Back in 1904, the following book was published:
Allaben, Frank. Concerning Genealogies; Being Suggestions of Value for All Interested in Family History. New York: The Grafton Press, 1904.At pages 32 - 33, the author compares genealogical research to proving a case in court:
Thus the reader can perceive the full importance of doing the work of investigation properly, as insisted upon in the preceding chapter. If he has done so, there is no difficulty in compiling an authoritative work. His note and the authority for it stand side by side, and as he uses the one he can instantly set down the other.
We have spoken of the legal method of investigation, and said that the genealogical investigator is like the lawyer who is getting his evidence together. But this having been done, there remains the preparation of the case for its presentation to the court. The work of the genealogical compiler corresponds to this. As the lawyer's brief compels the favorable decision of the judge, or as the logical presentation of the case convinces the jury, so should the argument of the compiler of family lineage convince the court of public opinion. His should be an historical document which carries its evidence upon its face. But if his method has been careless either in research or presentation, the cross-examination of historical criticism is sure to tear the case to pieces. Although a temporary decision may be given in his favor, an other investigator will eventually arise and question some of his unsupported statements. The whole case will thus be appealed, and a new investigation be called for.I have been searching the genealogical literature for some time and was under the impression that applying legal analogies to genealogical research had its beginnings much more recently than this publication. No, I am not going to launch off into another tirade about how inappropriate it is to compare historical research and genealogical research in particular to proving a case in court, but apparently the siren call of legal jargon and analogies is all too pervasive to be ignored completely, even by lashing yourself to the mast.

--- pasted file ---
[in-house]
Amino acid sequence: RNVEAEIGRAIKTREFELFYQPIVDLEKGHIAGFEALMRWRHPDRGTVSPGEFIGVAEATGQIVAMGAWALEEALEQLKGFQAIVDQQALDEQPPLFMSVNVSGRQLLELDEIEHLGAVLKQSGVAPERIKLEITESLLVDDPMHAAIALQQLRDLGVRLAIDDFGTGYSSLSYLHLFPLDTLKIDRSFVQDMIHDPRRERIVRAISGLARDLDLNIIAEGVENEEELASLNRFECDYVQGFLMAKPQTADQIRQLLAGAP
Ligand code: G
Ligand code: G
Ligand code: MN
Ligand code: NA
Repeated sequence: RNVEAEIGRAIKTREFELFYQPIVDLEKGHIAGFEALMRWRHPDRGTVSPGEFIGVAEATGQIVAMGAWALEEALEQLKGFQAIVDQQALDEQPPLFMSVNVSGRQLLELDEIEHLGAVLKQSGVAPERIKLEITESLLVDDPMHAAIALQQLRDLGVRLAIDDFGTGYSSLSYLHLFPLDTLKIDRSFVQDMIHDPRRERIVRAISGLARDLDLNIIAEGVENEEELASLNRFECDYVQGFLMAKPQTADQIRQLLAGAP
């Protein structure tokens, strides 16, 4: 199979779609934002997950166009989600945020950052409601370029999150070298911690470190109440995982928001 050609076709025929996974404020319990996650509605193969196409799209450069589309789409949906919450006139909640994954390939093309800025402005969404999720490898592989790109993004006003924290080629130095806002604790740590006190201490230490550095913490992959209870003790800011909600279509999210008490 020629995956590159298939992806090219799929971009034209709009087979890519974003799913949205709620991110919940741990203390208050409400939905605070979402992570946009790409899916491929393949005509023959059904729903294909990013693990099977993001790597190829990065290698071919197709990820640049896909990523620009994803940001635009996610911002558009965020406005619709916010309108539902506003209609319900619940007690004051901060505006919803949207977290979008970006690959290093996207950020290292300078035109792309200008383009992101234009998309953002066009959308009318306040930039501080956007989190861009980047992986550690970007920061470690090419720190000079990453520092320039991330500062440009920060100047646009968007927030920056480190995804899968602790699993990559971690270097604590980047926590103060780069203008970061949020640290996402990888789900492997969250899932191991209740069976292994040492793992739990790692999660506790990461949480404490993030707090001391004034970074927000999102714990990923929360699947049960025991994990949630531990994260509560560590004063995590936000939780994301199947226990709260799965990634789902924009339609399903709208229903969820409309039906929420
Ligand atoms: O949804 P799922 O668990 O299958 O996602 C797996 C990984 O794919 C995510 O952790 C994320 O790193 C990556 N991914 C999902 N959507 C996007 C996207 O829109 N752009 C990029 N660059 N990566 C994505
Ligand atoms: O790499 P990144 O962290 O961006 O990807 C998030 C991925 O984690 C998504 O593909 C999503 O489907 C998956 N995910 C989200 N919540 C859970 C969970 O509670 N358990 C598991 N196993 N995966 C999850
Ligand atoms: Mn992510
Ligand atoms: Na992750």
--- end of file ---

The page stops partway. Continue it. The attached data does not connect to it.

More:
Although the legal analogy is preserved, the following book makes an important point in Chapter 7, page 115:
Cerny, Johni, and Arlene H. Eakle. Ancestry's Guide to Research: Case Studies in American Genealogy. Salt Lake City, Utah: Ancestry Inc, 1985.Here is the quote:
When student of genealogy first learn that it is impossible to prove a lineage absolutely, the resist the fact. They live in an era when advanced technology demands absolutes, the products of societies driven to achieve perfection. Neither resistance, technology, nor the pursuit of perfection will alter reality; at best, a lineage can be proven only beyond a reasonable doubt, just as guilt or innocence is proven in a court of law. Lineages, like court cases, are built upon available evidence.We can see how attractive the legal analogy has become. The additional point here is that despite the use of legal jargon, it is "impossible" to prove a lineage absolutely. I would also note that the observation here about "technology" was made in 1985, long before the Internet became an overwhelming influence in the area of genealogical research. It is likely that the recourse to the legal terminology is a recognition of the uncertainty built into historical research. We can never be certain that we have found all of the documents and records, no matter how exhaustive our search. By adopting quasi-legal jargon, such as the reference above to "beyond a reasonable doubt," we can shroud ourselves in a higher degree of certainty, even though that level of certainty will always be an illusion.
One example of the impact of this reality is the varied responses to a program such as the FamilySearch.org Family Tree. Wikis are, by their nature, constantly subject to change. In effect having a family tree wiki is a blatant acknowledgment of the underlying uncertainty of genealogical research. Users of the Family Tree are, in effect, forced to confront the fluid nature of research and the lack of absolutes. For many users, this lack of constancy is disturbing and causes them the believe that the program "doesn't work." To the contrary, the program works exactly as it was designed and it is a valid analogue of the real nature of genealogical research.
If I lose a coin and begin to search for it, am I doing "research?" What is the difference? There is an old comic featuring Bazooka Joe and Mort. Mort is crawling around on the ground beneath a street light and Joe asks him what he is doing. He says he is looking for a coin he lost. Joe asks where did you lose it? Mort answers, "Over there about a block away." Joe then says, "Why are looking here?"
Mort replies, "The light is better."
In effect, by using technology to do our research, we are like Mort. We like the Internet because the light is better. But if we think we are doing research, then we are sadly and tragically mistaken. Searching online can be a part of our research, but it is not an end in itself. The next installment will discuss where we go to do our research.
Previous installments of this series include: